Reading Nic Robertson's quote in Kaplan's post made me consider: We may be experiencing another backlash in the early 21st Century that has always lain under the surface - a backlash against the process of unfettered, chaotic secular development; against logic, scholarship, personal freedom and creativity - the rise of openly gay identity; the images in modern art, literature and film; the diminishing of religious custom and law as a cultural focus; development of the consciousness of Feminism and the role of women. That backlash replaces possibilities of the future with fear, and offers answers to uncertainty in the comfort of unquestioning faith.
It was a confrontation that didn't have to occur, but the Lawrence Kaplans worked to make it a near-certainty that it would. And the outcome? A large portion of the Muslim world alienated from not only the U.S., but Europe and 'Western' culture. America, increasingly isolated from the world community, sliding towards eventual economic decline when the rising cost of war, coupled with what will shortly be a nine trillion dollar National Debt makes our 'higher standard of living' unsustainable for many Americans.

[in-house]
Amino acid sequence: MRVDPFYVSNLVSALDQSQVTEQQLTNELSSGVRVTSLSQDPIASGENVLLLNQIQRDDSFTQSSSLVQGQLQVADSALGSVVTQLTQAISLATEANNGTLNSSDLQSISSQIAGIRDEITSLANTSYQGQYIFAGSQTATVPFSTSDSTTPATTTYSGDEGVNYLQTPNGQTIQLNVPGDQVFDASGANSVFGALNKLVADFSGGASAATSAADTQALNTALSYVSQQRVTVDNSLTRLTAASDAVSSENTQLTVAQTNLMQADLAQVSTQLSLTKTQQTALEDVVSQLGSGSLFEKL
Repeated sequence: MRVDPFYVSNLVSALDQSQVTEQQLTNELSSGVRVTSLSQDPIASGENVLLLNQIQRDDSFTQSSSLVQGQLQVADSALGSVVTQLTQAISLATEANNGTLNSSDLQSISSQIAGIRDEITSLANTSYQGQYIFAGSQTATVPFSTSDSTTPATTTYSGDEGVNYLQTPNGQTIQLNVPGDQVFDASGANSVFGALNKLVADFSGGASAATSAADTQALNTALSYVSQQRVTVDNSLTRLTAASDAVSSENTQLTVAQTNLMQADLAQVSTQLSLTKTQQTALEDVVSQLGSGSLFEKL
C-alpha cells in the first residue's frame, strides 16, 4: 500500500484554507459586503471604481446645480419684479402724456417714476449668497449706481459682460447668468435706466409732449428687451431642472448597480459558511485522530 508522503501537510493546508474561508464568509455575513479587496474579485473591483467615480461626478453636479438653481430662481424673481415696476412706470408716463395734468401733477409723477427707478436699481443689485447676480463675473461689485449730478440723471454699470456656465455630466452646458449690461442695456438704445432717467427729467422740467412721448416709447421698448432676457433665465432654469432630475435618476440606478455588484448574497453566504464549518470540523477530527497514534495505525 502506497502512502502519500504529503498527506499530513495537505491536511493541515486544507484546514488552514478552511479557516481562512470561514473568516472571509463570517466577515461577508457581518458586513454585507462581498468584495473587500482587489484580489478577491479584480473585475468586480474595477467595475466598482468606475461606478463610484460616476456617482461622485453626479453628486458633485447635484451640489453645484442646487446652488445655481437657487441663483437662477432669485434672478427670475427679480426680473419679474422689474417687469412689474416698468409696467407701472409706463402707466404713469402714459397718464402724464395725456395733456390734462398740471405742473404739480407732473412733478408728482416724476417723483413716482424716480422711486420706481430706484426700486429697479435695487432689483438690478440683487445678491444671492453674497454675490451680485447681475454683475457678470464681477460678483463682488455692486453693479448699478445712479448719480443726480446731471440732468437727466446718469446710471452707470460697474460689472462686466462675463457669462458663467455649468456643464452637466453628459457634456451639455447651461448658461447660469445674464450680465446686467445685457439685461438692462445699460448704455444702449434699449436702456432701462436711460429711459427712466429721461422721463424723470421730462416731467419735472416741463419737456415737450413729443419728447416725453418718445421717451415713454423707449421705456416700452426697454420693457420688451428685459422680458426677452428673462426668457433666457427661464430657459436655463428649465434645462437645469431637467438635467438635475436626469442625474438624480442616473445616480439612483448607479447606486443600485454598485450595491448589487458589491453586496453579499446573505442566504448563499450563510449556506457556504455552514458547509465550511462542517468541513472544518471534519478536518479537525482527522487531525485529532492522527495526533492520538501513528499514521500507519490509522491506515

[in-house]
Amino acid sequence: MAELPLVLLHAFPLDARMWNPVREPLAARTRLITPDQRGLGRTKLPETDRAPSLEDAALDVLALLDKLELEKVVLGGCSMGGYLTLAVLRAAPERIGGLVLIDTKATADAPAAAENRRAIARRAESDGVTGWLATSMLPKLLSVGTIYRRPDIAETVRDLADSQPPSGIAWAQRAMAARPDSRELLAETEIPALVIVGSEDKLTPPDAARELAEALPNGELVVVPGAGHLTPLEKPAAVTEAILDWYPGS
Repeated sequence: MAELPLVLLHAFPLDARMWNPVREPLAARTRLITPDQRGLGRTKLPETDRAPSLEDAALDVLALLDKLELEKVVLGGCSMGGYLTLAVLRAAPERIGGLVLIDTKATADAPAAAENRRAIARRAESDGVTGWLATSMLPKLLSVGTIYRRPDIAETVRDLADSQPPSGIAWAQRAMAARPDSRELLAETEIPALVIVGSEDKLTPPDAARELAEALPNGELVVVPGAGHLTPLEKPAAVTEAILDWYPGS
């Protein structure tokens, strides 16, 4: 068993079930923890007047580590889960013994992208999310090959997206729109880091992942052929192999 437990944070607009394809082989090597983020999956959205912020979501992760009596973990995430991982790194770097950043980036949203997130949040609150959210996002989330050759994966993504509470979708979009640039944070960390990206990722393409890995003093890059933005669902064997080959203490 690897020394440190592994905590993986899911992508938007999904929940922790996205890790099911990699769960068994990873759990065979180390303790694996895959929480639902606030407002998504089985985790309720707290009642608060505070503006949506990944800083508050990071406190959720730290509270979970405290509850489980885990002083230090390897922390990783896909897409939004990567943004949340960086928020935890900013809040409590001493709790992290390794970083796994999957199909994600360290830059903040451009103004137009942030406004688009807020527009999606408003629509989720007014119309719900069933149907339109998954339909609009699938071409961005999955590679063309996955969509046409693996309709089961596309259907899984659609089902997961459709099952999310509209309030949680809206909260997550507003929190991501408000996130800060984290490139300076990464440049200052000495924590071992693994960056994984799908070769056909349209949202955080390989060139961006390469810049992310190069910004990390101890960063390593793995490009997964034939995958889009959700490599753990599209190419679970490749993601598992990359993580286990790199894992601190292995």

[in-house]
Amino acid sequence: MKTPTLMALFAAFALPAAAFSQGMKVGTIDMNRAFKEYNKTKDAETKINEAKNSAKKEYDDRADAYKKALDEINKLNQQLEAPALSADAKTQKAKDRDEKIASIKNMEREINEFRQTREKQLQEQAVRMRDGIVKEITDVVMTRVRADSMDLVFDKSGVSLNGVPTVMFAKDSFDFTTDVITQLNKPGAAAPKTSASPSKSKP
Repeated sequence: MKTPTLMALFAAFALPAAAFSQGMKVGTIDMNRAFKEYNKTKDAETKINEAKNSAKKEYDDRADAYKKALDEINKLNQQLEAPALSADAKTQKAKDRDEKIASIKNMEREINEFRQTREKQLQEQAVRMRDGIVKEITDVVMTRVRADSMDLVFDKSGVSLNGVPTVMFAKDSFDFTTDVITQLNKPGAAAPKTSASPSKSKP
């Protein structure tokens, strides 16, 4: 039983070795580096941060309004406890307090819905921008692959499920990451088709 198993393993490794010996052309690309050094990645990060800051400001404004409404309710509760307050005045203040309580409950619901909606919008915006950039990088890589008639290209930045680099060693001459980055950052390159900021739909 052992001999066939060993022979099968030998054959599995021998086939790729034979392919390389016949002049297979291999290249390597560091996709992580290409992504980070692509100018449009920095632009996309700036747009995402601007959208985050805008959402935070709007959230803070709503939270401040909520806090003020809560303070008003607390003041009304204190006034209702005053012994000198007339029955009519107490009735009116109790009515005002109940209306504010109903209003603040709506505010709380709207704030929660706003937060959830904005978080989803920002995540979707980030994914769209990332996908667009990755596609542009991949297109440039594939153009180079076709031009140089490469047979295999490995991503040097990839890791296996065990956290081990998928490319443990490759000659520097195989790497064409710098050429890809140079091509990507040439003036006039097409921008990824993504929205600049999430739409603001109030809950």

(If Gibbons were alive, it's even money he would either shake his head sadly at our going the way of Rome, or be laughing fit to bust at the irony of it all. Please don't feel I'm gloating. That we may well have passed a tipping point for our country as well as in the global environment fills me with disgust; it is enough, seriously, to break spirits and hearts. Not that Cheney or any in his administration give a damn.)